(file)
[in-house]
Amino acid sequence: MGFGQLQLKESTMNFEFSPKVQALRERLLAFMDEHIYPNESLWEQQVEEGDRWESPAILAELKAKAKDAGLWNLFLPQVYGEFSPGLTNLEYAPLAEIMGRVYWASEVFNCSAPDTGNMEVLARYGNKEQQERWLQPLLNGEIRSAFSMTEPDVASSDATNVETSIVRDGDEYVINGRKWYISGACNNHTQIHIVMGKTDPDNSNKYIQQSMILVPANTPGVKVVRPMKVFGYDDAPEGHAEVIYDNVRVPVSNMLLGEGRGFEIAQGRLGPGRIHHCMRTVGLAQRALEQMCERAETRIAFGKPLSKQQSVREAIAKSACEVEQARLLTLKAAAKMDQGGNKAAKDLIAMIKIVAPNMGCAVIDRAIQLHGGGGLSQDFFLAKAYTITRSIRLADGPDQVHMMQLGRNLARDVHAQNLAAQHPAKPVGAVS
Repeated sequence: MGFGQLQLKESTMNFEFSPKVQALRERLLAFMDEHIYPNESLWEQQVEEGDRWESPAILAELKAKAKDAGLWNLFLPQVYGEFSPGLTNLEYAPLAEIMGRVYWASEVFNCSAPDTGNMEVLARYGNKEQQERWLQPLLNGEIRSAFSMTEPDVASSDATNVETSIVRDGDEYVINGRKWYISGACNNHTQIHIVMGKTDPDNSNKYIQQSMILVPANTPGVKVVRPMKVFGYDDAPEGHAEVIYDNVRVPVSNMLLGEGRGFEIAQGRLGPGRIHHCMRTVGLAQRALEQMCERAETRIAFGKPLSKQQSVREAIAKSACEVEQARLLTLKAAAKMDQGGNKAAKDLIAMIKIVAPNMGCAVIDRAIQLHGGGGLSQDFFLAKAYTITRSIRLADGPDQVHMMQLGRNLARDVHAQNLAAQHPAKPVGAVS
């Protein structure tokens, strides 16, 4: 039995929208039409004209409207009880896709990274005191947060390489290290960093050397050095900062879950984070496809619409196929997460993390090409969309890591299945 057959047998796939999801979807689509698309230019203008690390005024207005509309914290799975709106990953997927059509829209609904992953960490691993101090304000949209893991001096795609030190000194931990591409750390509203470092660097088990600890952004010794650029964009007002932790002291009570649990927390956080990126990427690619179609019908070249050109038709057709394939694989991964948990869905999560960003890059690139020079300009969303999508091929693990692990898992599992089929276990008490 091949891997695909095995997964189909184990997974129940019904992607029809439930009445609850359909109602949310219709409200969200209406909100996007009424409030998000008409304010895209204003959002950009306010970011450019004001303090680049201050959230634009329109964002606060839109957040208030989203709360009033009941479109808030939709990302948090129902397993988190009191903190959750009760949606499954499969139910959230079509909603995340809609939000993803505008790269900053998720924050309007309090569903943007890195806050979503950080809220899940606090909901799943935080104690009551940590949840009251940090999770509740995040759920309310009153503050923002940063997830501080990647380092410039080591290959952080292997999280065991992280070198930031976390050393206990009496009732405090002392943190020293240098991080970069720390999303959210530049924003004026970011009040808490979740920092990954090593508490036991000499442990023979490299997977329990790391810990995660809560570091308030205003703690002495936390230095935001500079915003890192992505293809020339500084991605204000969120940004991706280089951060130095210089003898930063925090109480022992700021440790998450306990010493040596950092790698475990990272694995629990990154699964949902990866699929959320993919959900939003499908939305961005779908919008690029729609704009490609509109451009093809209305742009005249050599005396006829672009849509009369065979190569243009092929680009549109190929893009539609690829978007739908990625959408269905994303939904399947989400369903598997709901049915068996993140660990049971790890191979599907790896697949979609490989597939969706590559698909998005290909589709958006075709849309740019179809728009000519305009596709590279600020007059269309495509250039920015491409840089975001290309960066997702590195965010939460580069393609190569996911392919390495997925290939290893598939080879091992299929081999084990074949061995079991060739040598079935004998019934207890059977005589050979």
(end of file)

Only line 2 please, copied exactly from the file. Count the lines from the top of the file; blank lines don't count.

Amino acid sequence: MGFGQLQLKESTMNFEFSPKVQALRERLLAFMDEHIYPNESLWEQQVEEGDRWESPAILAELKAKAKDAGLWNLFLPQVYGEFSPGLTNLEYAPLAEIMGRVYWASEVFNCSAPDTGNMEVLARYGNKEQQERWLQPLLNGEIRSAFSMTEPDVASSDATNVETSIVRDGDEYVINGRKWYISGACNNHTQIHIVMGKTDPDNSNKYIQQSMILVPANTPGVKVVRPMKVFGYDDAPEGHAEVIYDNVRVPVSNMLLGEGRGFEIAQGRLGPGRIHHCMRTVGLAQRALEQMCERAETRIAFGKPLSKQQSVREAIAKSACEVEQARLLTLKAAAKMDQGGNKAAKDLIAMIKIVAPNMGCAVIDRAIQLHGGGGLSQDFFLAKAYTITRSIRLADGPDQVHMMQLGRNLARDVHAQNLAAQHPAKPVGAVS